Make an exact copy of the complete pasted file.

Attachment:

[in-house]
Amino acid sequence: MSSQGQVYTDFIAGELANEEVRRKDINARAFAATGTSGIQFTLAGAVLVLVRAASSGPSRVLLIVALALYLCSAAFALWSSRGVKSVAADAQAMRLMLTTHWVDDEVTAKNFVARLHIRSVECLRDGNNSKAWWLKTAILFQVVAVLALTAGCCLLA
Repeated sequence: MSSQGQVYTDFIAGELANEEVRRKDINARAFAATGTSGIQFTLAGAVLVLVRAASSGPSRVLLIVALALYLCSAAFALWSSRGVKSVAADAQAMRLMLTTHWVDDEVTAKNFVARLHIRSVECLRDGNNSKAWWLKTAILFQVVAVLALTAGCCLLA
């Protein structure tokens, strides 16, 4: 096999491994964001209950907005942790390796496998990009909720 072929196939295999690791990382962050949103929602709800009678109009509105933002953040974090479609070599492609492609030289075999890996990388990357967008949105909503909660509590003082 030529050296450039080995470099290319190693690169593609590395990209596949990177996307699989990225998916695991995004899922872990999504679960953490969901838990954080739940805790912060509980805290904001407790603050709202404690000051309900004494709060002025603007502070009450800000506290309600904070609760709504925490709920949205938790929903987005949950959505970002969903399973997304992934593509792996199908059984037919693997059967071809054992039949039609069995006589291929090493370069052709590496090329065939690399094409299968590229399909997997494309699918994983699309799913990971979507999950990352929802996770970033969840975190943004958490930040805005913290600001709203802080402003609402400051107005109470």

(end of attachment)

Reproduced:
[in-house]
Amino acid sequence: MSSQGQVYTDFIAGELANEEVRRKDINARAFAATGTSGIQFTLAGAVLVLVRAASSGPSRVLLIVALALYLCSAAFALWSSRGVKSVAADAQAMRLMLTTHWVDDEVTAKNFVARLHIRSVECLRDGNNSKAWWLKTAILFQVVAVLALTAGCCLLA
Repeated sequence: MSSQGQVYTDFIAGELANEEVRRKDINARAFAATGTSGIQFTLAGAVLVLVRAASSGPSRVLLIVALALYLCSAAFALWSSRGVKSVAADAQAMRLMLTTHWVDDEVTAKNFVARLHIRSVECLRDGNNSKAWWLKTAILFQVVAVLALTAGCCLLA
């Protein structure tokens, strides 16, 4: 096999491994964001209950907005942790390796496998990009909720 072929196939295999690791990382962050949103929602709800009678109009509105933002953040974090479609070599492609492609030289075999890996990388990357967008949105909503909660509590003082 030529050296450039080995470099290319190693690169593609590395990209596949990177996307699989990225998916695991995004899922872990999504679960953490969901838990954080739940805790912060509980805290904001407790603050709202404690000051309900004494709060002025603007502070009450800000506290309600904070609760709504925490709920949205938790929903987005949950959505970002969903399973997304992934593509792996199908059984037919693997059967071809054992039949039609069995006589291929090493370069052709590496090329065939690399094409299968590229399909997997494309699918994983699309799913990971979507999950990352929802996770970033969840975190943004958490930040805005913290600001709203802080402003609402400051107005109470």